Major Conservation Easements are big Wins for Wildlife and Access

Hunters and anglers across Montana can now celebrate the acquisition of more than 21,400 acres in conservation easements by the Dept of Fish, Wildlife, & Parks (FWP). This week, the Fish and Wildlife Commission endorsed the Lone Tree, Ash Coulee, and W-Bar easements thereby protecting critical wildlife habitat in perpetuity.

Collectively these conservation easements permanently protect critical habitat for mule deer, antelope, and upland game birds in addition to numerous non-game species. These projects – located in Blaine, Valley, and Wilbaux counties – each have their individual characteristics, however, they are all immeasurably valuable for wildlife and public access in eastern Montana.

In Blaine County, the Lone Tree easement consists of shrub and prairie grasslands intermixed with forested breaks on 11,285 acres leading to the Missouri River. Iconic game species such as bighorn sheep and elk frequent this diverse landscape and provide excellent hunting and wildlife viewing opportunities.

The Ash Coulee easement located in Valley County, while similar to Lone Tree, is smaller at 3,400 acres yet it protects critical prairies and breaks along the Milk River. The Milk River Valley is a quintessential eastern Montana landscape and this easement will protect the amazing wildlife viewing, hunting, and recreation opportunities found there.

Finally, the W-Bat easement in Wilbaux County totals out at 6,751 acres of native grasslands, shrublands, riparian areas, and hardwood draws. Situated firmly along the state line with North Dakota, this area supports deer, antelope, upland game birds, and even the occasional elk. Habitat for 24 non-game Species of Greatest Conservation Concern is found here as well as a high-quality warm-water fishery.

These projects are all made possible due to the essential funding from Habitat Montana as well as the strong partnership between hunters and landowners. While these lands will remain in private ownership as working agricultural sites, they will also provide public access to a region of Montana with far fewer public lands. It’s a win-win that shows how important conservation easements, Habitat Montana funding, and hunter/landowner relationships are to Montana’s outdoor way of life.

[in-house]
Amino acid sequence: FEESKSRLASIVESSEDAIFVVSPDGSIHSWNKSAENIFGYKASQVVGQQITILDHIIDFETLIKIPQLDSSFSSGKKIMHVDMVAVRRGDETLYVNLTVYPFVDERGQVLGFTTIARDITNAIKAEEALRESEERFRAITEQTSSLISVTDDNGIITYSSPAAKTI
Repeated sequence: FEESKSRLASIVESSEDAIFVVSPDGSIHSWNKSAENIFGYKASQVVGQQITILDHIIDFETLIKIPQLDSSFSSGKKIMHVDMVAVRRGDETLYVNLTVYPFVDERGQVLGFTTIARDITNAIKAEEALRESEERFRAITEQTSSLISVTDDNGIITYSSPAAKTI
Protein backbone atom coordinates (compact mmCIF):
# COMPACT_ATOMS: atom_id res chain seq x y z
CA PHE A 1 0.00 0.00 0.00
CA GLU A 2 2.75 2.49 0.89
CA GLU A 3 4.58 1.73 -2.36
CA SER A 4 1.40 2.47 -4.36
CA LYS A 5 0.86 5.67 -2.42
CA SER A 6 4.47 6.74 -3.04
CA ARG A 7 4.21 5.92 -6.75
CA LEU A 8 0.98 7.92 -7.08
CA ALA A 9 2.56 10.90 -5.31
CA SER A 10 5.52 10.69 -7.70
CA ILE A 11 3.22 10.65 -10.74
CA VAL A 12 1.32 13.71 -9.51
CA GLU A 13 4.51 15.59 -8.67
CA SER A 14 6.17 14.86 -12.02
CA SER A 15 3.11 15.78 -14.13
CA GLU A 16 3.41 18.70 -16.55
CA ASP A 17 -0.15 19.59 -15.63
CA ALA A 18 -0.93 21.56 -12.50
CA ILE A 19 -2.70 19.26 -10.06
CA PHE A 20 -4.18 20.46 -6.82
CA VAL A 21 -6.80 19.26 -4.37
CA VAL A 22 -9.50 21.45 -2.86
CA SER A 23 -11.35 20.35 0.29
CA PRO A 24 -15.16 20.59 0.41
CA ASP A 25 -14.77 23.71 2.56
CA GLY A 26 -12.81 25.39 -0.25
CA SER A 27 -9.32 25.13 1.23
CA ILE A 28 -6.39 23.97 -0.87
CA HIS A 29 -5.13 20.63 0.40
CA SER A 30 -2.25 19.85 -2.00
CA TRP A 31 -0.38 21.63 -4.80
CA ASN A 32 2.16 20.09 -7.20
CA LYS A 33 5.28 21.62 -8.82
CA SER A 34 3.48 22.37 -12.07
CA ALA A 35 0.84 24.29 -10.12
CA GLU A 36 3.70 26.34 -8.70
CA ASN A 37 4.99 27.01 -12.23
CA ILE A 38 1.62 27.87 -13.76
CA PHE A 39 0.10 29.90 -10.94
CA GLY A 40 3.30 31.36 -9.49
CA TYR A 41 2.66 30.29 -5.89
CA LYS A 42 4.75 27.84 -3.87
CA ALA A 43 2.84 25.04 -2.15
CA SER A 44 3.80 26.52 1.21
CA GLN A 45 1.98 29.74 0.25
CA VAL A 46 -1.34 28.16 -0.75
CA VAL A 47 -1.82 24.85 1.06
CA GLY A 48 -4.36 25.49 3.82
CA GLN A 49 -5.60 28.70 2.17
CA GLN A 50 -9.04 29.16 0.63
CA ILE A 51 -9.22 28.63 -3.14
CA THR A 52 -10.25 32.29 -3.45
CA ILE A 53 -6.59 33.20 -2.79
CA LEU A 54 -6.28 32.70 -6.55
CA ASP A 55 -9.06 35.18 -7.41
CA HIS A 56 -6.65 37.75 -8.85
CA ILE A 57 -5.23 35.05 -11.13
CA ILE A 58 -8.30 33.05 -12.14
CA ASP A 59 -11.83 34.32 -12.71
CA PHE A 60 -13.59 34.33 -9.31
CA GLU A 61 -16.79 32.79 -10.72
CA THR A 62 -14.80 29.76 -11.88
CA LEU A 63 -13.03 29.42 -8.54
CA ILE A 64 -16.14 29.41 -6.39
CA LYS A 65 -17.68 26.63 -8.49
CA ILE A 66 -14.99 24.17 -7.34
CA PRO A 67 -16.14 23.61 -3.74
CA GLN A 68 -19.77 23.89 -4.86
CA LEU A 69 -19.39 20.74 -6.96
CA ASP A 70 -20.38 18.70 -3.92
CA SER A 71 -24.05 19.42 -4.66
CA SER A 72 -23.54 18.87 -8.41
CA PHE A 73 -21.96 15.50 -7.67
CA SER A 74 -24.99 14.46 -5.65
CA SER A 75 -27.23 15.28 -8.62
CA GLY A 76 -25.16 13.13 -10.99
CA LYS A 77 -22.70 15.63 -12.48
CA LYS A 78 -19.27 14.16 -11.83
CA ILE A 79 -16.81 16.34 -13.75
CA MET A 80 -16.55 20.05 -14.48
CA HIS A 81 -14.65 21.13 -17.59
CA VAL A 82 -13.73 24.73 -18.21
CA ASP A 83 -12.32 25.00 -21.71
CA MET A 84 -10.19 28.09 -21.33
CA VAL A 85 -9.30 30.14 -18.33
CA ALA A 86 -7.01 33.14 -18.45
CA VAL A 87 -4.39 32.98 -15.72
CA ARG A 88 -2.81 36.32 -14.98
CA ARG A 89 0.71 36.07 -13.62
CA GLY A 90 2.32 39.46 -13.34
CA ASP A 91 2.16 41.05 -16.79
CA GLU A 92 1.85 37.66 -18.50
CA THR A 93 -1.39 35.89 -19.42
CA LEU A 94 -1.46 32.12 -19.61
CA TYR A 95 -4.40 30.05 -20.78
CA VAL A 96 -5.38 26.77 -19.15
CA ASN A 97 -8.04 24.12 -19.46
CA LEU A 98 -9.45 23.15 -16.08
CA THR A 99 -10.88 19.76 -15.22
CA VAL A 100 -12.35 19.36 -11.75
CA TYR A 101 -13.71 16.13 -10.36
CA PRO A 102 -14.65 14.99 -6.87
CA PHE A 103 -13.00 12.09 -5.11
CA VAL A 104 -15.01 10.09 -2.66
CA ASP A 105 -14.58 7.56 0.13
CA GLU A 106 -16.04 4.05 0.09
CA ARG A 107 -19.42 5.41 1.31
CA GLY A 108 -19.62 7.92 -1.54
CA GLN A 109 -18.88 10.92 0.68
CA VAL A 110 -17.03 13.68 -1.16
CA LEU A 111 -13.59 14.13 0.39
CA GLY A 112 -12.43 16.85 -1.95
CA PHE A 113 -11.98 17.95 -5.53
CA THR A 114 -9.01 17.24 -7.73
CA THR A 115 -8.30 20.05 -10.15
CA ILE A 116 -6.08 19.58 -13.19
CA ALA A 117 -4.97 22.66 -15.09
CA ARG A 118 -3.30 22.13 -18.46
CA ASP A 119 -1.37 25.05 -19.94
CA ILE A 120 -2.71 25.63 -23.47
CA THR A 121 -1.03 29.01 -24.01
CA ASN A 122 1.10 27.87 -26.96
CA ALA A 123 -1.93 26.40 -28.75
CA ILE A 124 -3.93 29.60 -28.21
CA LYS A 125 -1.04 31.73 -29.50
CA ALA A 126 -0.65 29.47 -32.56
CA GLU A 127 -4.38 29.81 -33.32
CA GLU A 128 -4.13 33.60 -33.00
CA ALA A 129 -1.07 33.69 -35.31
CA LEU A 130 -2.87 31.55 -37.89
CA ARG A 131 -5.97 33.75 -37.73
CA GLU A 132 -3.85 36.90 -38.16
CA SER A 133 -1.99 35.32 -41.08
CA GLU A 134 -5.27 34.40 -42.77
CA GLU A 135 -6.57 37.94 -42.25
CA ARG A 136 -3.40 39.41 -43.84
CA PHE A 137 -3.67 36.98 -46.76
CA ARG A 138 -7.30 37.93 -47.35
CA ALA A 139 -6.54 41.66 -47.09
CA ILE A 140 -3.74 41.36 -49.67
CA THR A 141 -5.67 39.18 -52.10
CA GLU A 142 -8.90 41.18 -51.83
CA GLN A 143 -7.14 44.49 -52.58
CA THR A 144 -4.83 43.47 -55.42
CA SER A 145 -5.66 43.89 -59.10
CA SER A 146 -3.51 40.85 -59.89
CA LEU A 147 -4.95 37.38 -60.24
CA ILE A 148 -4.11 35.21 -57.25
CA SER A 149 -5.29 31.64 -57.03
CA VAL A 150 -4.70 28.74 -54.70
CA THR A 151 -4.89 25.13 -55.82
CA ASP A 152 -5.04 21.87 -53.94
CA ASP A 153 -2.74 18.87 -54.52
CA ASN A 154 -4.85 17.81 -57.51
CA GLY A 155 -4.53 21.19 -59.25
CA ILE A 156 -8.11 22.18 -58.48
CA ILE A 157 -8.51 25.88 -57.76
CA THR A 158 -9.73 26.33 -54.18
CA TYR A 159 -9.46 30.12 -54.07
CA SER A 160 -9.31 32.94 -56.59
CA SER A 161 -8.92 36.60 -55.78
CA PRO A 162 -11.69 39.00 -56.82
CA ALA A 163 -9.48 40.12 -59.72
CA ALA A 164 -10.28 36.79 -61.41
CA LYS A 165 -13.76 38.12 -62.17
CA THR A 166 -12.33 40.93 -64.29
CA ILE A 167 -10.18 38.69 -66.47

Hierarchy of Gear

I am a passionate bowhunter and love talking gear. While discussing gear is fun, I also recognize that budgets are tight, and articles like this can be overwhelming.  My approach to acquiring equipment is a gradual process that has taken years to execute. I shop sales and look for deals. My favorite gift is gift cards (hint, hint). I borrow items I’m missing from friends and use that time to determine whether I need that item. No matter what your budget, the most important thing is that you can have incredible experiences in the field. Make that your priority, and let the acquisition of gear follow.

The Hierarchy of Gear

Everyone has a “hierarchy of gear.” This hierarchy is the list of things that you need when you go hunting in order of necessity. Everyone’s list looks a little different, but we all have one. Knowing your hierarchy of gear will help you decide what equipment you need to add to your system and when to add it. My top five items that I need, in order of importance, are:

  1. Weapon
  2. Boots
  3. Pack
  4. Optics
  5. Clothes